By Jonah Goldberg
Sell your Adam Smith ties, everybody, and smash your busts of Ronald Reagan. It’s all over.
Why? Because we have entered a new era of “nationalism,” or “patriotism,” or simply “Trumpism,” and the GOP will never be a traditionally and ideologically conservative party ever again.
That seems to be the conclusion of a vast and growing number of prominent conservative commentators who are sure that Donald Trump has changed, or destroyed, conservatism forever. Type “The Republican Party is Dead” or “GOP R.I.P.” into a search engine and you’ll get a sense of how far and wide this notion has spread.
Consider the inestimable Peggy Noonan, writing from the Olympian heights of the Wall Street Journal. She is increasingly adamant that Trump has ushered in a grand new era, a kind of Year Zero for the American right. The once-conservative masses no longer want to hear about liberty or freedom — they want to be “protected” by government, Noonan wrote in February.
As Trump solidified his power, Noonan set about to shoot the wounded. “Those conservative writers and thinkers who have for nine months warned the base that Mr. Trump is not a conservative should consider the idea that a large portion of the Republican base no longer sees itself as conservative,” she wrote last month.
A week later, Noonan again castigated anti-Trump forces in Washington. She insinuated that the Beltway elitists opposed to Trump seek to rebuild a post-Trump GOP as “a neoconservative, functionally open-borders, slash-the-entitlements party.”
That won’t happen, she insists, because “centers of gravity are shifting. The new Republican Party will not be rebuilt and re-formed in (the tony D.C. suburb) McLean, it will be rebuilt or re-formed in Massapequa (the Long Island suburb made famous by Joey Buttafuoco).”
Looking past the uncharacteristically weak and unfair snipes, this is somewhat amusing, given where Noonan works. The Wall Street Journal — arguably America’s best newspaper, by the way — is editorially closer to “open borders” than any other mainstream outlet. Its position on entitlements is even more stridently — and more correctly — in favor of major reform, as was Noonan not long ago. The term “slash” is beneath her, given that this is the sort of irresponsible left-wing rhetoric she once decried.
Which gets me closer to my real point. A few years ago, Noonan lionized another populist movement.
“Here is a great virtue of the tea party: They know what time it is. It’s getting late,” Noonan wrote. “If we don’t get the size and cost of government in line now, we won’t be able to. We’re teetering on the brink of some vast, dark new world — states and cities on the brink of bankruptcy, the federal government too. The issue isn’t ‘big spending’ anymore. It’s ruinous spending that they fear will end America as we know it, as they promised it to their children.”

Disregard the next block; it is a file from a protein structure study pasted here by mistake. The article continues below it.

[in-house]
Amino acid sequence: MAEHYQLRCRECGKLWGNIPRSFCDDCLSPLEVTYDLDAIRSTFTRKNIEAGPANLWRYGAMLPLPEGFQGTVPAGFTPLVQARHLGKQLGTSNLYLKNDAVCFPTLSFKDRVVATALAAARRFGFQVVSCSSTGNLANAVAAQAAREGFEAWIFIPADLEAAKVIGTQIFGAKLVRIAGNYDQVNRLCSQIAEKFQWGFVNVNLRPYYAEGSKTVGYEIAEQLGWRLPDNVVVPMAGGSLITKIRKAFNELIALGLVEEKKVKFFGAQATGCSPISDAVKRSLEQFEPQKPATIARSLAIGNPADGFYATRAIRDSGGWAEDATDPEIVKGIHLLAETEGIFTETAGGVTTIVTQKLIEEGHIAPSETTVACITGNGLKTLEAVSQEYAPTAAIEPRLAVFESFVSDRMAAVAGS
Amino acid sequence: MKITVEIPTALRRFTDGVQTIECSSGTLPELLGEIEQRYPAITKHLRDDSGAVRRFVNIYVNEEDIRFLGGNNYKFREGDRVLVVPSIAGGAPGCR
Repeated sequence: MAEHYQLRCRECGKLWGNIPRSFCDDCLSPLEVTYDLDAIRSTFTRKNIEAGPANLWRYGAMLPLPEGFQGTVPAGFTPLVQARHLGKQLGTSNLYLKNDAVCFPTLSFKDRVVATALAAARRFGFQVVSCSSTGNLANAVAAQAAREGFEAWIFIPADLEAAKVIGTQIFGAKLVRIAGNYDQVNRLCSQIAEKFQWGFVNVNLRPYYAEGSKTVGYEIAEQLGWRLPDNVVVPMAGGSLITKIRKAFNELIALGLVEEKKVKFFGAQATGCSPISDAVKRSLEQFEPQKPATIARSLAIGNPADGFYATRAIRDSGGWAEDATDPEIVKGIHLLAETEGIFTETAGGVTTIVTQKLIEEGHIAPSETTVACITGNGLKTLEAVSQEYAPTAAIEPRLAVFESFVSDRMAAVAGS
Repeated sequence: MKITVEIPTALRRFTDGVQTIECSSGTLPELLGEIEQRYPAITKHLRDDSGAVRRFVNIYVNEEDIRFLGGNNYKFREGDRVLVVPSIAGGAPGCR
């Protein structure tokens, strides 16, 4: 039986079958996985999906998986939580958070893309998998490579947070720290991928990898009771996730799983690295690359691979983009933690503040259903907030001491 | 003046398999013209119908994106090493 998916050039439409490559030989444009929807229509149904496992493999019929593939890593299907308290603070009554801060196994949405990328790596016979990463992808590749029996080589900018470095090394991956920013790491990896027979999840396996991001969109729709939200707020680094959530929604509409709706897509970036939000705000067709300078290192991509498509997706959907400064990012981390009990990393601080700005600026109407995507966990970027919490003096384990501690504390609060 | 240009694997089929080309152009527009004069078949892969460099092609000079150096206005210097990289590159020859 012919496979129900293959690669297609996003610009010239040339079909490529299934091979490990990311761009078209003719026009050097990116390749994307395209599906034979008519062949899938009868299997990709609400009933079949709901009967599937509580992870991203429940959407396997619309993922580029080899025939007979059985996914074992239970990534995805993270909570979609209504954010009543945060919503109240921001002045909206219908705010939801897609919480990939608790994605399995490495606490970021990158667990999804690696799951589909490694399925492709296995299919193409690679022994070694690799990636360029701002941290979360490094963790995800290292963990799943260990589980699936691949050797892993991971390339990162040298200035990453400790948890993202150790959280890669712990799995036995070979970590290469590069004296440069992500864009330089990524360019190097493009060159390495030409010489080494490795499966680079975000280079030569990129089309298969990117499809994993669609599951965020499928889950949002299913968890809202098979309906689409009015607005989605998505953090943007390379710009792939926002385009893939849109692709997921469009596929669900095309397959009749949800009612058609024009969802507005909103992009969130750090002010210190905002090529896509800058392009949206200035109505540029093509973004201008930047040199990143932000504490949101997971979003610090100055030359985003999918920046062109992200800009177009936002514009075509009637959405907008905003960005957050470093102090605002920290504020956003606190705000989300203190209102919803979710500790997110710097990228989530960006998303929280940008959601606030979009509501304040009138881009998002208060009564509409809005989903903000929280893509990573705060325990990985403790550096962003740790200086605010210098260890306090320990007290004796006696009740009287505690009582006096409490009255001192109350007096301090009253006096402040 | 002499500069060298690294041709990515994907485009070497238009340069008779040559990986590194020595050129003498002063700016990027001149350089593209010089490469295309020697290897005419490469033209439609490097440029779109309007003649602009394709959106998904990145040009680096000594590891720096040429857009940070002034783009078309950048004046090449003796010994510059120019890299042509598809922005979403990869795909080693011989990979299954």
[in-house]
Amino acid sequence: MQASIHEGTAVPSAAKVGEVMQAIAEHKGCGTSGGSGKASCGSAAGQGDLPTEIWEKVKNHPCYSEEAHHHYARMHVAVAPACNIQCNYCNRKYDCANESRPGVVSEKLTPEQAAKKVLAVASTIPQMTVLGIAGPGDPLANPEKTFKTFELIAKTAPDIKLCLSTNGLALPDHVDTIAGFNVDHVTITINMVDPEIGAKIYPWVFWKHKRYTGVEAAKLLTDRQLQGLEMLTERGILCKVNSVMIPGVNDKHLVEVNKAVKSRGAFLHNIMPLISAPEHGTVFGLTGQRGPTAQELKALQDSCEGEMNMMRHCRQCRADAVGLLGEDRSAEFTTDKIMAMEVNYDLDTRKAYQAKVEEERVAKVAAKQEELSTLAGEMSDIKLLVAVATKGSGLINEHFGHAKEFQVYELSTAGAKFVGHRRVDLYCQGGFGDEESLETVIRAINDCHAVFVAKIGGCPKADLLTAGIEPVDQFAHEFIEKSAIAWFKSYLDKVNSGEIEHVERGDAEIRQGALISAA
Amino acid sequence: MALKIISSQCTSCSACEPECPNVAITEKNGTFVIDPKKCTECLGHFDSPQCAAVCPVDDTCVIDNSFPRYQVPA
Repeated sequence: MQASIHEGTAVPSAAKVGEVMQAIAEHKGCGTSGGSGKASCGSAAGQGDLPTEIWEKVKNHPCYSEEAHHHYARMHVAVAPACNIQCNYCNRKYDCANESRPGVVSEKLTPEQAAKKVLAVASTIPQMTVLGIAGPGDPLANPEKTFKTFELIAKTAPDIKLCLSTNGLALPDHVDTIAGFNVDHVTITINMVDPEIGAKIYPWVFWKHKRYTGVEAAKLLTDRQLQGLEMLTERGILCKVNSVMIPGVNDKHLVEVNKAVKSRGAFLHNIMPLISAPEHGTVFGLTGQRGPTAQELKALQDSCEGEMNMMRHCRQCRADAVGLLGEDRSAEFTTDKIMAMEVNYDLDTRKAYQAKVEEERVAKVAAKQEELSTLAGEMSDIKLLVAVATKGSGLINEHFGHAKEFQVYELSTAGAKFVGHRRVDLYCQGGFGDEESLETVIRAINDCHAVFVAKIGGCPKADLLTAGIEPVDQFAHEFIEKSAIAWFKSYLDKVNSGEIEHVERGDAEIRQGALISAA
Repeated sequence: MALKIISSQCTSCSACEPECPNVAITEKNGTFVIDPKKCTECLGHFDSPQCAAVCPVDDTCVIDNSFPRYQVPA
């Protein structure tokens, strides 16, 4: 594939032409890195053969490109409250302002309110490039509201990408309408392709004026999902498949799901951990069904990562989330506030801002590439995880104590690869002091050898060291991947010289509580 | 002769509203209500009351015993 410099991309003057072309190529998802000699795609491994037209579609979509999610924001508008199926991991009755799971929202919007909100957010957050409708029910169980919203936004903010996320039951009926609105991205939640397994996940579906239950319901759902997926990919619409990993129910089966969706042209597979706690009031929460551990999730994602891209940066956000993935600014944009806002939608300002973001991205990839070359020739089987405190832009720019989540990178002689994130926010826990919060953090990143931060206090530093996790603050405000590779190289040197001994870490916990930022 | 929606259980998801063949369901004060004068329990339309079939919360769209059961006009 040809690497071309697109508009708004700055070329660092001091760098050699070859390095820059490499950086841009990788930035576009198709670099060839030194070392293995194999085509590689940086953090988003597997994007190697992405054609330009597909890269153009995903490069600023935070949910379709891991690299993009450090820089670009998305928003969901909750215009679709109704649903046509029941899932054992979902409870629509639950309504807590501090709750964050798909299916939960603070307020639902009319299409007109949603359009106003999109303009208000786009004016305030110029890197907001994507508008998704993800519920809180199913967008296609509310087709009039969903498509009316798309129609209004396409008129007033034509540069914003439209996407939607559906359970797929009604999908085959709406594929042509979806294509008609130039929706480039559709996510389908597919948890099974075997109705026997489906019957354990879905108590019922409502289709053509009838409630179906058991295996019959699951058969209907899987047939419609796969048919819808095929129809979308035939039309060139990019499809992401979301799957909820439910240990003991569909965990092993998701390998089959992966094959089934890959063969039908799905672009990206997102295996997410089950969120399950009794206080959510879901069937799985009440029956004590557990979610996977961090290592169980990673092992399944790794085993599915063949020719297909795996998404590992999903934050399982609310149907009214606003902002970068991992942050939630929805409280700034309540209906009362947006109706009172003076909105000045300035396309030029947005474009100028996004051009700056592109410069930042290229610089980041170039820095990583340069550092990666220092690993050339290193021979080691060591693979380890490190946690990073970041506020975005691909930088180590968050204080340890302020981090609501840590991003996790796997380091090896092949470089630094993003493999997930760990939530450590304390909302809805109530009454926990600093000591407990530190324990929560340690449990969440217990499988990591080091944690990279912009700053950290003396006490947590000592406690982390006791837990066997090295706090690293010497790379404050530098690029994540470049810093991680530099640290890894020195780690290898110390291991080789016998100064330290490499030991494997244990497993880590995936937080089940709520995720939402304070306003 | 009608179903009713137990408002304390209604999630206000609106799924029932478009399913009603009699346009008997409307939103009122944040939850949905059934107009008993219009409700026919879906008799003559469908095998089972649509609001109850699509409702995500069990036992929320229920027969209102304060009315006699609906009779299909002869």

The point here isn’t to criticize Noonan, of whom I am a fan (though I have profound disagreements with her of late). Again, she is hardly alone in claiming that Trump represents a welcome break from conservative ideas as we’ve known them — ideas I once associated Noonan with.
We can debate whether the New Thinking is good or bad. But we can all agree that one of the lessons of the Trump moment is that the conventional wisdom can change in an instant.
And yet to listen to Trump’s biggest media cheerleaders, most of them in that populist heartland of New York City, the new conventional wisdom will go on and on — forever. As George Orwell noted, such assumptions stem from power-worship; that the winner of the moment will be invincible for all time.
For instance, in 2010, when Noonan was praising the free-market and constitutionalist tea party, our entitlement situation was worse, our immigration problems were no better, and Big Government was roughly the same (serious) threat it is today.
Yet now she rallies to the protectionist and Constitution-agnostic Trump, despite Trump’s admission he will do nothing to fix entitlements or shrink government. The math on entitlements hasn’t changed, just the mood.
Hence Trump’s focus on a Muslim ban and a wall on the Mexican border. Whether or not those are good ideas (I think the former is insane, the latter sadly necessary), it seems rather silly to expect this agenda to permanently displace the ideas that have formed the backbone of the conservative movement for generations.
The mood will change again. It will be interesting to see whose ideas change with them.
Jonah Goldberg is an editor-at-large of National Review Online and a visiting fellow at the American Enterprise Institute. You can write to him in care of this newspaper or by email at JonahsColumn@aol.com. This column was provided by the Associated Press.